FIFA 13: Why The Player Rating System Is Flawed

Since its birth, the FIFA franchise had taken the gaming market by storm. From the early days of FIFA ’96, users…

Neiko Garcia

Contributor

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Since its birth, the FIFA franchise had taken the gaming market by storm. From the early days of FIFA ’96, users were able to recreate the magic of football in their living rooms and haven’t looked back since. The game has of course gone through a series of developments and changes, creating innovative, fresh ideas that have left their rivals in their smoke. In order to maintain superiority, EA will no doubt introduce new elements into the game to keep users on their toes, creating the illusion of unpredictability in their series.

One system that has remained relatively unchanged is the player rating system. Users are presented with an overall player rating score out of 100, which is based on a complex computation of all characteristics a player inherits. This leads to the common misconception that the higher the overall score, the better the player. Needless to say, this isn’t entirely true. Put this into practice.  You’re in Manager Mode, looking for that pacey, agile left winger with a certain flare, the last remaining piece to the puzzle to complete your team. Transfer window has just opened, and you want a list of the best left-wingers on the game. Based on the overall ratings, the perfect player for the role you’re looking for may not even be in the first couple of search result pages. Why? Well, the overall rating takes into consideration everything, from heading, to composure, to jumping, even goalkeeping. Now, who needs a winger that can jump? Would this lack of ability necessarily deter you from signing a potential explosive player with pace? What about a Striker who is a clinical finisher, but can’t tackle to save his life. This would bump down his overall rating, but again, who needs a Striker who can tackle when he’s quick, agile with a bag full of tricks?

Users of the game are often blinded by the overall rating system. It’s naive to think we all scout like this. Those that do spend the time to decipher the relevant attributes would often say that an overall rating system is useless, and often ignored. We have the option to search for up to two key attributes we want in a player at a time. Clearly, someone at EA believes users are beginning to move away from the face value player ratings.

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Other points to consider are the methods to calculate such ratings. The guys behind the FIFA franchise say that the ratings are based on seasonal performance statistics, which are validated from hundreds of Data Editors and Reviewers. However, the validation roles would, of course, be very subjective. How many times have you debated who should line-up for your real life team? How often do you argue so-and-so should be given more playing time? We all believe we’re managers deep down.  In the context of the game, how does one even measure ‘creativity’? Everyone has his or her own opinions on who is, and who isn’t a decent footballer. This translates into the game. There are undoubtedly countless players who have been awarded certain ratings on this season’s edition of FIFA that you have questioned. You favourite player may be under-rated, or adversely a player who is mediocre at best in your eyes may develop into a footballing genius.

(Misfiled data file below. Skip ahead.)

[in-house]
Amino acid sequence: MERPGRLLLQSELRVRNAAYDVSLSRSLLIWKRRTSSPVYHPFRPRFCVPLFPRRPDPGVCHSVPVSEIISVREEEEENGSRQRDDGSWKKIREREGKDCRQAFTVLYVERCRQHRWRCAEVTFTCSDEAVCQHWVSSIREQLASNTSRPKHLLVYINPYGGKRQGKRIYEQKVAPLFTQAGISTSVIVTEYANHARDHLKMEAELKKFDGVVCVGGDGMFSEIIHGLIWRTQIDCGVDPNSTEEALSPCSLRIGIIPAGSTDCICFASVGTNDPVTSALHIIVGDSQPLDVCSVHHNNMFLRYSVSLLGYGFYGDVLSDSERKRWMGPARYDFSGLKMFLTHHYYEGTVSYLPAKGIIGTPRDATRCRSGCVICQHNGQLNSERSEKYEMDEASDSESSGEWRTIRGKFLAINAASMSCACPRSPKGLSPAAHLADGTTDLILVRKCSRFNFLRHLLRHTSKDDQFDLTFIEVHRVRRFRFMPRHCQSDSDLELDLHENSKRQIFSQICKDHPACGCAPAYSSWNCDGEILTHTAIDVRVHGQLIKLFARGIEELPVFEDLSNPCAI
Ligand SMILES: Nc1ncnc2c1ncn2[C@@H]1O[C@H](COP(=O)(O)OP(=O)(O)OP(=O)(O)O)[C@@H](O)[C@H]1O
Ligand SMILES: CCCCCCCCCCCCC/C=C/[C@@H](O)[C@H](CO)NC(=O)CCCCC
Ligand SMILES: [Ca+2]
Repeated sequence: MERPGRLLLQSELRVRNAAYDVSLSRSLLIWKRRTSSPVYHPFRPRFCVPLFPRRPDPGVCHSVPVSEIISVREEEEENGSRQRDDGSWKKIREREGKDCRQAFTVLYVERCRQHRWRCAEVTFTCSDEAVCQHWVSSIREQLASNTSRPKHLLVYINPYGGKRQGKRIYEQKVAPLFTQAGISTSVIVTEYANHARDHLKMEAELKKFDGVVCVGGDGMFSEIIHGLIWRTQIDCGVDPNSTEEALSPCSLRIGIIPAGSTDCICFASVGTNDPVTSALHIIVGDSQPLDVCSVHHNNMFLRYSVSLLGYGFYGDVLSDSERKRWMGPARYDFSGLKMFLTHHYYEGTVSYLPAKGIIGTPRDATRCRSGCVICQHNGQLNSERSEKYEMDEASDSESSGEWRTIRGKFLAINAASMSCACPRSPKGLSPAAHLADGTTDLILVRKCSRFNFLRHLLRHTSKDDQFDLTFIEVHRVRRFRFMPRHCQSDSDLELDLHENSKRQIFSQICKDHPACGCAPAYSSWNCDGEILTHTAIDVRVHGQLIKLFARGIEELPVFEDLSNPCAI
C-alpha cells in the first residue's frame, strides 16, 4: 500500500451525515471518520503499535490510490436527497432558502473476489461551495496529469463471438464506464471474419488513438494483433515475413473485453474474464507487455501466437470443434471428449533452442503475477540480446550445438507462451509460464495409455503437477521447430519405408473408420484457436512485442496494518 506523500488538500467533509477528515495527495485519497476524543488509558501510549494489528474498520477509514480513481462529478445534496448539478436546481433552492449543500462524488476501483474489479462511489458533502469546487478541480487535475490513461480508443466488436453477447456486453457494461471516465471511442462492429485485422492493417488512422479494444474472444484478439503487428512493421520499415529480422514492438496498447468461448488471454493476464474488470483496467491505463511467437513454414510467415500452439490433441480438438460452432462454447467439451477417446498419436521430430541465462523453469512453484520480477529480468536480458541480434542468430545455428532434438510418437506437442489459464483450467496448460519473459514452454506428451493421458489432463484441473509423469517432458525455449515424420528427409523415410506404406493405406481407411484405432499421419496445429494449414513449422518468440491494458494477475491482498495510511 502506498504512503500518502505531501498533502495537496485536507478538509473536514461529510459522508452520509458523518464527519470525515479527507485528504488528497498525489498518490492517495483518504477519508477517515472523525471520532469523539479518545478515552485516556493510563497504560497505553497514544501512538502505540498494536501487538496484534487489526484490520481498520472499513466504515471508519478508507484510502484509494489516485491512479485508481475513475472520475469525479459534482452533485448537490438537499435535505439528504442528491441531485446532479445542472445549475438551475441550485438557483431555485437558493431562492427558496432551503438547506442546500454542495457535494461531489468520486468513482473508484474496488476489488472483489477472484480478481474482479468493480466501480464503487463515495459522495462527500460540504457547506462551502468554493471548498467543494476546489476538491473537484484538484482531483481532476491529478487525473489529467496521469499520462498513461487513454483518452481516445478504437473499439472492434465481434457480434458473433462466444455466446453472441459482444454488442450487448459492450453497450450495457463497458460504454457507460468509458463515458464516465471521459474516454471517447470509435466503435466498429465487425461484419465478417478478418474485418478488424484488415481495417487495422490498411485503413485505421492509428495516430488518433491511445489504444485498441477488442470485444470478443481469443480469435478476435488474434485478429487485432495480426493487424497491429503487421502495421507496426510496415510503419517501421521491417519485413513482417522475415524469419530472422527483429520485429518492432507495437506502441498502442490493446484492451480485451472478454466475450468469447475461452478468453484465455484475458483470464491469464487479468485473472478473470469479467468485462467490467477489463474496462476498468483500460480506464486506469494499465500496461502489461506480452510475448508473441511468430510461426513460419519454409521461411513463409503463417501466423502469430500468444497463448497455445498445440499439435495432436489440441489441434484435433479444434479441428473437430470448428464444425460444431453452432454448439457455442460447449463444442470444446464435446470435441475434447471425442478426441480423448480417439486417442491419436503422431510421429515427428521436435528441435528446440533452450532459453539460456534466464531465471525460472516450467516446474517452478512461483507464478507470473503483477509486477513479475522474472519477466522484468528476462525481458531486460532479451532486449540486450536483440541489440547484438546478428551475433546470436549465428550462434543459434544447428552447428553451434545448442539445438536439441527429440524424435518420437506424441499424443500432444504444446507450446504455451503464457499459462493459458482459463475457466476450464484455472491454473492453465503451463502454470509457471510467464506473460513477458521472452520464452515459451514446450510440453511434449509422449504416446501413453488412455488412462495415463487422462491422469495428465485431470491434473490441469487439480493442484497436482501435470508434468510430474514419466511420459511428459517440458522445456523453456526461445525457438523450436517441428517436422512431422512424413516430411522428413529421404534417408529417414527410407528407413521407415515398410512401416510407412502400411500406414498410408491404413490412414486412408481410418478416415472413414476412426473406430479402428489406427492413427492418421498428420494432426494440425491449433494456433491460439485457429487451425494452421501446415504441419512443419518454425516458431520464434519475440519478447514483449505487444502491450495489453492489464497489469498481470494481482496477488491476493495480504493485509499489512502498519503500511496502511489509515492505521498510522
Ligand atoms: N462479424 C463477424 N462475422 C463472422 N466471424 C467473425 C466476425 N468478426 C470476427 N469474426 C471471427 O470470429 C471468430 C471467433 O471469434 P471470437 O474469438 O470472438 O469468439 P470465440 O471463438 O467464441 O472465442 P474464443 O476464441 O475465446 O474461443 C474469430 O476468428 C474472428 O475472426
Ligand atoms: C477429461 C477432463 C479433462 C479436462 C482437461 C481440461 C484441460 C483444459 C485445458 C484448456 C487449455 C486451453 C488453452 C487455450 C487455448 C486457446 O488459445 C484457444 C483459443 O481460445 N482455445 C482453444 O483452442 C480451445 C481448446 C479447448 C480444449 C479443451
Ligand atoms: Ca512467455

Another fundamental flaw of the player rating system is FIFA’s inability to make sensible judgement on player development. Before I proceed with this point, I will give the developers the benefit of the doubt on this one, as it’s impossible to accurately forecast the future of footballing talent. But, it’s frustrating to see Scott Dann of Blackburn Rovers captaining Barcelona in 2016, or Josh McEachran giving Lionel Messi a run for his money as World footballer of the year in the next few years. It’s completely implausible. How many ‘Wonderkids’ in FIFA ’05 are playing on the big stage in the real football world of 2012? Anyone remember Freddy Adu, tipped to be the next Maradona? He now plays his trade at Philadelphia Union, hardly the pinnacle of the footballing world. Ok, they have created this new feature that alters ratings based on real life performances and you can always check for squad updates, but this still doesn’t resolve the underlining issues regarding projected qualities.

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The only time this rating system has come to my aid is when playing with a team full of unknowns. We’ve all been in that position when you’re with a mate, you both agree to randomly select a team and he gets Barcelona whilst you get Fredrikstad FK from the Norwegian Tippeligaen League. Only then could this serve a purpose, as you select the ‘best’ starting eleven based on the overall ratings, in hope that there is a gem in the team (never happens). Regardless, in the interest of fun, you just want to get on with the game. No one wants to sit and go through all the attributes from all players (deep down, you already know you’re playing for penalties and are preparing to park the bus). This is the only time I personally use this FIFA overall rating system.

It would take a brave man at EA to authorise the abandonment of the FIFA player rating system. How many users would favor the analysis of individual statistics as opposed to the current overall player ratings. In reality, very few. But it would be interesting to see. Take a Football Manager approach. Scrap the overalls and let players make their own judgements, based on individual statistics, as to who is and who isn’t the final piece to their jigsaw.